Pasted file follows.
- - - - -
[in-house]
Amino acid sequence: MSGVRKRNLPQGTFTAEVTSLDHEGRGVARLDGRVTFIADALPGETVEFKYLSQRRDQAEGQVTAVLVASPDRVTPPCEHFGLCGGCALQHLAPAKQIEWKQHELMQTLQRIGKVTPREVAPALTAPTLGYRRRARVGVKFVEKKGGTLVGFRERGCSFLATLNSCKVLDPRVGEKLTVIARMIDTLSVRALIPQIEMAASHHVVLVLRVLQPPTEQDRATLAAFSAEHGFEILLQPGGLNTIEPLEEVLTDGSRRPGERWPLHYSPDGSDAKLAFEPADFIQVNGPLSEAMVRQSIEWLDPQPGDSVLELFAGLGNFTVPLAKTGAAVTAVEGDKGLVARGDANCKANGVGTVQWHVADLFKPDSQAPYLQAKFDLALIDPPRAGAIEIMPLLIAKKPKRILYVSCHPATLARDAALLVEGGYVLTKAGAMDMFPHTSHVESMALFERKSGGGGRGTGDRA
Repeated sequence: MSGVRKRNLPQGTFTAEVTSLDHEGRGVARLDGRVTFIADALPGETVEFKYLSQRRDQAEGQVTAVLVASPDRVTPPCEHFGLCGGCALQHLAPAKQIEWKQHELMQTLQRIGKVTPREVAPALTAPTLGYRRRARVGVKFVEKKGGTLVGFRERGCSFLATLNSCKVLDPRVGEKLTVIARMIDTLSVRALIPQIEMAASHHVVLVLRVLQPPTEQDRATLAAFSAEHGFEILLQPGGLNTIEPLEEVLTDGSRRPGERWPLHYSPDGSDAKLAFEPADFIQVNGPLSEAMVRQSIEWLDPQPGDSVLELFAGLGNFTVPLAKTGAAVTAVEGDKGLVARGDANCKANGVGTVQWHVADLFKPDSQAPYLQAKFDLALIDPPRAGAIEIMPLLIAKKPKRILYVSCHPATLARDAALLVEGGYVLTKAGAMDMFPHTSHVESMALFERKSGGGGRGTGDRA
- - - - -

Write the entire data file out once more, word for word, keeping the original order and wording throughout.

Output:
[in-house]
Amino acid sequence: MSGVRKRNLPQGTFTAEVTSLDHEGRGVARLDGRVTFIADALPGETVEFKYLSQRRDQAEGQVTAVLVASPDRVTPPCEHFGLCGGCALQHLAPAKQIEWKQHELMQTLQRIGKVTPREVAPALTAPTLGYRRRARVGVKFVEKKGGTLVGFRERGCSFLATLNSCKVLDPRVGEKLTVIARMIDTLSVRALIPQIEMAASHHVVLVLRVLQPPTEQDRATLAAFSAEHGFEILLQPGGLNTIEPLEEVLTDGSRRPGERWPLHYSPDGSDAKLAFEPADFIQVNGPLSEAMVRQSIEWLDPQPGDSVLELFAGLGNFTVPLAKTGAAVTAVEGDKGLVARGDANCKANGVGTVQWHVADLFKPDSQAPYLQAKFDLALIDPPRAGAIEIMPLLIAKKPKRILYVSCHPATLARDAALLVEGGYVLTKAGAMDMFPHTSHVESMALFERKSGGGGRGTGDRA
Repeated sequence: MSGVRKRNLPQGTFTAEVTSLDHEGRGVARLDGRVTFIADALPGETVEFKYLSQRRDQAEGQVTAVLVASPDRVTPPCEHFGLCGGCALQHLAPAKQIEWKQHELMQTLQRIGKVTPREVAPALTAPTLGYRRRARVGVKFVEKKGGTLVGFRERGCSFLATLNSCKVLDPRVGEKLTVIARMIDTLSVRALIPQIEMAASHHVVLVLRVLQPPTEQDRATLAAFSAEHGFEILLQPGGLNTIEPLEEVLTDGSRRPGERWPLHYSPDGSDAKLAFEPADFIQVNGPLSEAMVRQSIEWLDPQPGDSVLELFAGLGNFTVPLAKTGAAVTAVEGDKGLVARGDANCKANGVGTVQWHVADLFKPDSQAPYLQAKFDLALIDPPRAGAIEIMPLLIAKKPKRILYVSCHPATLARDAALLVEGGYVLTKAGAMDMFPHTSHVESMALFERKSGGGGRGTGDRA